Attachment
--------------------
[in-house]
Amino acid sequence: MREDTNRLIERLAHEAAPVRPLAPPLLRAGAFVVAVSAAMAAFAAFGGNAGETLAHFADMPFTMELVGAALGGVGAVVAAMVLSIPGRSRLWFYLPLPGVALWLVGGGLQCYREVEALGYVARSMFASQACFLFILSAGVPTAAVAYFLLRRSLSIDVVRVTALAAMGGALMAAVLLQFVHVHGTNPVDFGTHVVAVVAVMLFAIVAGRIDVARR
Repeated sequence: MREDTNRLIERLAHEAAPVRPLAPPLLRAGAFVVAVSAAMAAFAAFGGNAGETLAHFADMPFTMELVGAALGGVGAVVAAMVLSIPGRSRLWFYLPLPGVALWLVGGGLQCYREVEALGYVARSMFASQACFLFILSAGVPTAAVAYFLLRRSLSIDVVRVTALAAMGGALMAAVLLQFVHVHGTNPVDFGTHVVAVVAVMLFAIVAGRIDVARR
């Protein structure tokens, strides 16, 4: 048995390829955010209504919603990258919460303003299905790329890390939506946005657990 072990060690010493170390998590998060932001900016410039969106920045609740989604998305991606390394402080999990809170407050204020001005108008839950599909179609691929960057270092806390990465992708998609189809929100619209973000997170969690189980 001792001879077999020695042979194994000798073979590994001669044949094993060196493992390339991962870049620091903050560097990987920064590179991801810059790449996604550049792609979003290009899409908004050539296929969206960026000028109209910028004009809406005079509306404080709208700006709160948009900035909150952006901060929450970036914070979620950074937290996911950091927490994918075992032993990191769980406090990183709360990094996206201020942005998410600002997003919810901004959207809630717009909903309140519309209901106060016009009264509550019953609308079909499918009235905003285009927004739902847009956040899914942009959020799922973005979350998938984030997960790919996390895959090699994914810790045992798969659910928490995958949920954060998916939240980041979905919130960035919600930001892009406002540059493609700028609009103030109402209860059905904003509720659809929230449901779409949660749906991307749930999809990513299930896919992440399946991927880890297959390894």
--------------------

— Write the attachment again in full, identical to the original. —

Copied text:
[in-house]
Amino acid sequence: MREDTNRLIERLAHEAAPVRPLAPPLLRAGAFVVAVSAAMAAFAAFGGNAGETLAHFADMPFTMELVGAALGGVGAVVAAMVLSIPGRSRLWFYLPLPGVALWLVGGGLQCYREVEALGYVARSMFASQACFLFILSAGVPTAAVAYFLLRRSLSIDVVRVTALAAMGGALMAAVLLQFVHVHGTNPVDFGTHVVAVVAVMLFAIVAGRIDVARR
Repeated sequence: MREDTNRLIERLAHEAAPVRPLAPPLLRAGAFVVAVSAAMAAFAAFGGNAGETLAHFADMPFTMELVGAALGGVGAVVAAMVLSIPGRSRLWFYLPLPGVALWLVGGGLQCYREVEALGYVARSMFASQACFLFILSAGVPTAAVAYFLLRRSLSIDVVRVTALAAMGGALMAAVLLQFVHVHGTNPVDFGTHVVAVVAVMLFAIVAGRIDVARR
């Protein structure tokens, strides 16, 4: 048995390829955010209504919603990258919460303003299905790329890390939506946005657990 072990060690010493170390998590998060932001900016410039969106920045609740989604998305991606390394402080999990809170407050204020001005108008839950599909179609691929960057270092806390990465992708998609189809929100619209973000997170969690189980 001792001879077999020695042979194994000798073979590994001669044949094993060196493992390339991962870049620091903050560097990987920064590179991801810059790449996604550049792609979003290009899409908004050539296929969206960026000028109209910028004009809406005079509306404080709208700006709160948009900035909150952006901060929450970036914070979620950074937290996911950091927490994918075992032993990191769980406090990183709360990094996206201020942005998410600002997003919810901004959207809630717009909903309140519309209901106060016009009264509550019953609308079909499918009235905003285009927004739902847009956040899914942009959020799922973005979350998938984030997960790919996390895959090699994914810790045992798969659910928490995958949920954060998916939240980041979905919130960035919600930001892009406002540059493609700028609009103030109402209860059905904003509720659809929230449901779409949660749906991307749930999809990513299930896919992440399946991927880890297959390894």